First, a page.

These revelations come on the eve of a further R70 billion that may be lent to South Africa by the IMF (International Monetary Fund) by tomorrow.
The special investigation unit is investigating 90 companies that received tenders from the Gauteng health department. A further R30 million in illegal tenders in Kwazulu-Natal is similarly under the magnifying glass, along with others in the Eastern Cape.
The theft via government contracts or “tenders” is so bad that even the chairman of the Black Business Council, Sandile Zungu, complained: “It’s no longer black business, it’s thieves.”
In an interview with the Sunday Times today, Zungu stated: “The whole thing looks so dishonest and dirty, one doubts whether it will ever comply with the national treasury’s regulations on the emergency purchases of supplies and services.”
In one case in Kwazulu-Natal, 5 000 liter water tanks were installed at schools at a cost of R28 000 per tank while similar tanks were commercially available for less than R5 000.
In the Eastern Cape in the so-called “OR Tambo district”, R168 million was advanced to a group of tenderpreneurs for a water and sewer project without any work ever done. The municipal manager is apparently currently being charged.
In the same municipal district, OR Tambo, named after the ANC terrorist of the same name, a company called Phathilizwi Training Institution received a sum of R4,8 million, apparently for a “Covid-19 awareness campaign” while under level 4 restrictions. The company apparently “talked” to 6 400 people, but no one can remember anything like that.
In Pretoria, Tshepang Phohole received about R5,7 million from the Unemployment Insurance Fund, which was intended for 1 400 people. However, he and his family spent the money on cars, home improvements and tombstones. Phohole, his girlfriend and three others were apparently arrested and charged.
Another tender of R37 million was issued by the Department of Public Works and Infrastructure under the emergency regulations to repair the fence at the Beit Bridge border post with Zimbabwe. However, large parts of the very poorly erected fence have been stolen and anyone, including cigarette and other smugglers, now strolls comfortably back and forth across the border.
ANC president Cyril Ramaphosa’s own spokesperson is similarly mentioned as one of the “covidpreneurs”. On the list of companies that received money under the emergency measures is a company called Royal Bhaca, which belongs to the husband of Ramaphosa’s spokesperson, Khusela Diko. According to a report in last week’s Sunday Independent, Royal Bhaca, which belongs to Bhaca King Thandisizwe Diko, has received two contracts with a combined value of R125 million. Apparently there is a “close connection” between the Dikos and the Gauteng MEC for health, Bandile Masuku’s family, hence the “business” transactions.
Another black man with political connections, Sicelo Buthelezi, received three tenders with a combined value of R873 million from the province of Gauteng. Buthelezi is a former chairperson of the ANC’s Sandton Branch and was previously an “adviser” to the former MEC for health in Gauteng, Qedani Mahlangu. Sicelo Buthelezi’s company is called HSB Mercantile.
Buthelezi, however, denies that there was any conflict of interest involved in the tenders. According to him, he “last worked for the department in 2012”. When the Sunday Times asked him if he had received money, he replied: “Certainly the relationship is ongoing but I cannot divulge without client approval any details concerning my company’s role as a service provider to them.”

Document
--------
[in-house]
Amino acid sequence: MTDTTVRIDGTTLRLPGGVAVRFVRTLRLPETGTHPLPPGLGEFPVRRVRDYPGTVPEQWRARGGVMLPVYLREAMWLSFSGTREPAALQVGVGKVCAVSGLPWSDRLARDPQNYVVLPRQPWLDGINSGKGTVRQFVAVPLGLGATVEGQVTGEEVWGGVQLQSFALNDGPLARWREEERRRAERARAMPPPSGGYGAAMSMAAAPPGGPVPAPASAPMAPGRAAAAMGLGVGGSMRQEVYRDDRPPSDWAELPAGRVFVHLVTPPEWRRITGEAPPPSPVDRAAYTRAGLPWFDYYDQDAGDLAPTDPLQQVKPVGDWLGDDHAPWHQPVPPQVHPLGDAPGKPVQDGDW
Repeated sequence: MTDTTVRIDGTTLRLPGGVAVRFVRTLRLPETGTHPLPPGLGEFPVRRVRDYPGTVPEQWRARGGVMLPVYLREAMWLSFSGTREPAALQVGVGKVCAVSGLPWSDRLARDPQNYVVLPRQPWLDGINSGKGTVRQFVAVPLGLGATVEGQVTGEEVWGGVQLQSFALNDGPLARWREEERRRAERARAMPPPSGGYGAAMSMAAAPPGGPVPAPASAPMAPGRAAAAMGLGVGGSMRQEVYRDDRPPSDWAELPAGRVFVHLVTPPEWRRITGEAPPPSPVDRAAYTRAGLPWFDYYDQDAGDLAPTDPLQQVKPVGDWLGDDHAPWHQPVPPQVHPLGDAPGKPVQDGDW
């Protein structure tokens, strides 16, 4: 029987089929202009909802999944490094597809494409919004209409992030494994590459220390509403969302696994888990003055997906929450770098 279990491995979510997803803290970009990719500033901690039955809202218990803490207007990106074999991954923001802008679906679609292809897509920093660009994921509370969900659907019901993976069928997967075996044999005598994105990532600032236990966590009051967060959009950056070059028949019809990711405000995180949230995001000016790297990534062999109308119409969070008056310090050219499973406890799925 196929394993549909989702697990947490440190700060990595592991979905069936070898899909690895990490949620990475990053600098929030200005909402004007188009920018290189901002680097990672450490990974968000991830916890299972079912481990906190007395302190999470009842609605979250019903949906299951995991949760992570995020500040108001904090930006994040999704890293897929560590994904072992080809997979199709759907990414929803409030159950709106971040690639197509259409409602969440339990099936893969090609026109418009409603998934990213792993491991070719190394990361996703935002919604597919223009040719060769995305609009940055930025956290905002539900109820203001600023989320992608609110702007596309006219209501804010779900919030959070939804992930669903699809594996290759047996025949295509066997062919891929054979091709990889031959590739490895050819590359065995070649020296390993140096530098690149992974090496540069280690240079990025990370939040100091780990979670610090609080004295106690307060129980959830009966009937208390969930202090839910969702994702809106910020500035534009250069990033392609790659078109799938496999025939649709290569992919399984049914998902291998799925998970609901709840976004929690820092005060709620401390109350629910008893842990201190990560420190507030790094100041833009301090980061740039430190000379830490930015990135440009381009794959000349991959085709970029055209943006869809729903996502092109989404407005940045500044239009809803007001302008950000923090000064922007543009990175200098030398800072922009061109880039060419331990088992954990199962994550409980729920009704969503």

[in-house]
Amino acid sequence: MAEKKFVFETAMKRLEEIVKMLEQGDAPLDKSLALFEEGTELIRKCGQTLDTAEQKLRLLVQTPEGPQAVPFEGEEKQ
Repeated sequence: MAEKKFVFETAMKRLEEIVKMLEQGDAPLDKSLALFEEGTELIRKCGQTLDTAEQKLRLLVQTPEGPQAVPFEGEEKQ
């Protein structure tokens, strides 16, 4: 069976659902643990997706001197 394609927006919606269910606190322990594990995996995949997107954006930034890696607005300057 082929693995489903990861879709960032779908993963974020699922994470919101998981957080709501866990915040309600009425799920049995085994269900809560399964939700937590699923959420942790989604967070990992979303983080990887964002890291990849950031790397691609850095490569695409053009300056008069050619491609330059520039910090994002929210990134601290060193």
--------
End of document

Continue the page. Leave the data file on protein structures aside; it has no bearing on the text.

Another ANC cadre, Thabiso Lekoana’s name also appears on the list of covidpreneurs. His company, LNG Scientific, received R113 million in tenders from the Gauteng health department. He confirmed that he was “doing business” with the department.
The connection between a music record company and the supply of health goods may be somewhat problematic for most, but not the cadres. In the case of Ntsikelelo Khatyana, who has ties to the former treasurer general of the ANC Youth League, Reggie Nkabinde, he was awarded a tender. Khatyana is the executive director of the aptly named record company, Mabala Noise, which belongs to Nkabinde. This enabled Khatyana to obtain a R17 million tender from the Gauteng Department of Health for his own company, Olwe2 Project Management Consultancy. However, he does not want to talk to the media about it.
A spokesperson for the Gauteng province, Thabo Masebe, admitted that the special investigation unit was currently investigating the list of tenders. According to him, the Gauteng health department “used disaster management regulations to appoint service providers, while deviating from strict tender procedures. Officials from the Gauteng audit department have noticed problems with contracts amounting to several million rands”. According to the audit department, not only the amounts seemed excessive but the processes involved were blatantly unfair.
A former SABC employee, Kaizer Kganyago, is currently serving as spokesperson for the special investigation unit. He says: “Our team has been there [at the Gauteng treasury] for a week or more. They have already established that there are 90 companies that they are investigating … just for the health department in relation to PPEs only. If one of them is to the value of R125m and there are 90 of them, it’s a lot of money.
“We’re looking at procurement in the main and adherence to the regulations from treasury. And those regulations were specific on issues of price. There was a clear regulation and framework put out by the National Treasury. We’re looking at whether people are adhering to those, among other things,” Kganyago stated.
South Africans know however that most of these so-called charges, complaints and investigations are merely window-dressing exercises and the usual thieves will never have to face the music.